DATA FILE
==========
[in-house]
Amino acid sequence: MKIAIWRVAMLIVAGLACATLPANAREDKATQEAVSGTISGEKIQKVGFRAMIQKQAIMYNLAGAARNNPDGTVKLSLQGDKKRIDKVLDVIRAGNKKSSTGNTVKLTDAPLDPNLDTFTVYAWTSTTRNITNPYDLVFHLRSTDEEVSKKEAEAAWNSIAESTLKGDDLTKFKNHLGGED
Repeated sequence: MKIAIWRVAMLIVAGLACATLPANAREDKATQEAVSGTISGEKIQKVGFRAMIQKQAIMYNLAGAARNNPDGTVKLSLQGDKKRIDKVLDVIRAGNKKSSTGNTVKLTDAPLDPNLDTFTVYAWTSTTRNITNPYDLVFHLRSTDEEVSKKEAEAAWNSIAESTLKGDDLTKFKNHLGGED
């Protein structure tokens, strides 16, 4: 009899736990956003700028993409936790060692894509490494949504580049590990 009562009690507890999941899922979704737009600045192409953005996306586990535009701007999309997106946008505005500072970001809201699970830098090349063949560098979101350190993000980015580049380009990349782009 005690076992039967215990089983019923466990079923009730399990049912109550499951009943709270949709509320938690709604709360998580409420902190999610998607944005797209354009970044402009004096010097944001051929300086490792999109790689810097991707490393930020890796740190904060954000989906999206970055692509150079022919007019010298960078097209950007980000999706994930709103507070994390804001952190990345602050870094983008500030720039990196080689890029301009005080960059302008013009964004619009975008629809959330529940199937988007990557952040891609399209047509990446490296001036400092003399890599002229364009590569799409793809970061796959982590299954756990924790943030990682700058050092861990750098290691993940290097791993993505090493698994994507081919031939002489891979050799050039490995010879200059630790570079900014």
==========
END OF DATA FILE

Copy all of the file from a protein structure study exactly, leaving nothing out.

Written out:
[in-house]
Amino acid sequence: MKIAIWRVAMLIVAGLACATLPANAREDKATQEAVSGTISGEKIQKVGFRAMIQKQAIMYNLAGAARNNPDGTVKLSLQGDKKRIDKVLDVIRAGNKKSSTGNTVKLTDAPLDPNLDTFTVYAWTSTTRNITNPYDLVFHLRSTDEEVSKKEAEAAWNSIAESTLKGDDLTKFKNHLGGED
Repeated sequence: MKIAIWRVAMLIVAGLACATLPANAREDKATQEAVSGTISGEKIQKVGFRAMIQKQAIMYNLAGAARNNPDGTVKLSLQGDKKRIDKVLDVIRAGNKKSSTGNTVKLTDAPLDPNLDTFTVYAWTSTTRNITNPYDLVFHLRSTDEEVSKKEAEAAWNSIAESTLKGDDLTKFKNHLGGED
């Protein structure tokens, strides 16, 4: 009899736990956003700028993409936790060692894509490494949504580049590990 009562009690507890999941899922979704737009600045192409953005996306586990535009701007999309997106946008505005500072970001809201699970830098090349063949560098979101350190993000980015580049380009990349782009 005690076992039967215990089983019923466990079923009730399990049912109550499951009943709270949709509320938690709604709360998580409420902190999610998607944005797209354009970044402009004096010097944001051929300086490792999109790689810097991707490393930020890796740190904060954000989906999206970055692509150079022919007019010298960078097209950007980000999706994930709103507070994390804001952190990345602050870094983008500030720039990196080689890029301009005080960059302008013009964004619009975008629809959330529940199937988007990557952040891609399209047509990446490296001036400092003399890599002229364009590569799409793809970061796959982590299954756990924790943030990682700058050092861990750098290691993940290097791993993505090493698994994507081919031939002489891979050799050039490995010879200059630790570079900014």